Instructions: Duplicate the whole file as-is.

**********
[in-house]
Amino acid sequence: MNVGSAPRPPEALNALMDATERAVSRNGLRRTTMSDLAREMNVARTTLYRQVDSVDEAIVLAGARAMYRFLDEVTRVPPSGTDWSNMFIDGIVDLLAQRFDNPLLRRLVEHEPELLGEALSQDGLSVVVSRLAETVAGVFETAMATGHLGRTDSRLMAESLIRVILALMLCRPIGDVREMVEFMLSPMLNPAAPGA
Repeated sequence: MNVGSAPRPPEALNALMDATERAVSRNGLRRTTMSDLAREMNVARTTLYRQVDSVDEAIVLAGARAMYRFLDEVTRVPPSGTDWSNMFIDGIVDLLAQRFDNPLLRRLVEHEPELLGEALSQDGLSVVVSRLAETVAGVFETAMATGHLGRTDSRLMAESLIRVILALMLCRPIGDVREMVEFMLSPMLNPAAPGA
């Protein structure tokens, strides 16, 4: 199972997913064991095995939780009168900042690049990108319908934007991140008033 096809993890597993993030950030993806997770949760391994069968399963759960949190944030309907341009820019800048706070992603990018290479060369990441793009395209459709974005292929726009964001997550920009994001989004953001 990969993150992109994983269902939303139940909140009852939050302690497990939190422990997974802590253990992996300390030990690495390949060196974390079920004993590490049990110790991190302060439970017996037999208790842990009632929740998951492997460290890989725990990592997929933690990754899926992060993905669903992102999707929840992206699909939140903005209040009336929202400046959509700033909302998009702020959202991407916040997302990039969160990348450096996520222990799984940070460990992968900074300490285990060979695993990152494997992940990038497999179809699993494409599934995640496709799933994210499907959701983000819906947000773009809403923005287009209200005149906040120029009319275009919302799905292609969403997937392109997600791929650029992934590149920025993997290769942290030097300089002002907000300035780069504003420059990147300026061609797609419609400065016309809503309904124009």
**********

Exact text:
[in-house]
Amino acid sequence: MNVGSAPRPPEALNALMDATERAVSRNGLRRTTMSDLAREMNVARTTLYRQVDSVDEAIVLAGARAMYRFLDEVTRVPPSGTDWSNMFIDGIVDLLAQRFDNPLLRRLVEHEPELLGEALSQDGLSVVVSRLAETVAGVFETAMATGHLGRTDSRLMAESLIRVILALMLCRPIGDVREMVEFMLSPMLNPAAPGA
Repeated sequence: MNVGSAPRPPEALNALMDATERAVSRNGLRRTTMSDLAREMNVARTTLYRQVDSVDEAIVLAGARAMYRFLDEVTRVPPSGTDWSNMFIDGIVDLLAQRFDNPLLRRLVEHEPELLGEALSQDGLSVVVSRLAETVAGVFETAMATGHLGRTDSRLMAESLIRVILALMLCRPIGDVREMVEFMLSPMLNPAAPGA
């Protein structure tokens, strides 16, 4: 199972997913064991095995939780009168900042690049990108319908934007991140008033 096809993890597993993030950030993806997770949760391994069968399963759960949190944030309907341009820019800048706070992603990018290479060369990441793009395209459709974005292929726009964001997550920009994001989004953001 990969993150992109994983269902939303139940909140009852939050302690497990939190422990997974802590253990992996300390030990690495390949060196974390079920004993590490049990110790991190302060439970017996037999208790842990009632929740998951492997460290890989725990990592997929933690990754899926992060993905669903992102999707929840992206699909939140903005209040009336929202400046959509700033909302998009702020959202991407916040997302990039969160990348450096996520222990799984940070460990992968900074300490285990060979695993990152494997992940990038497999179809699993494409599934995640496709799933994210499907959701983000819906947000773009809403923005287009209200005149906040120029009319275009919302799905292609969403997937392109997600791929650029992934590149920025993997290769942290030097300089002002907000300035780069504003420059990147300026061609797609419609400065016309809503309904124009």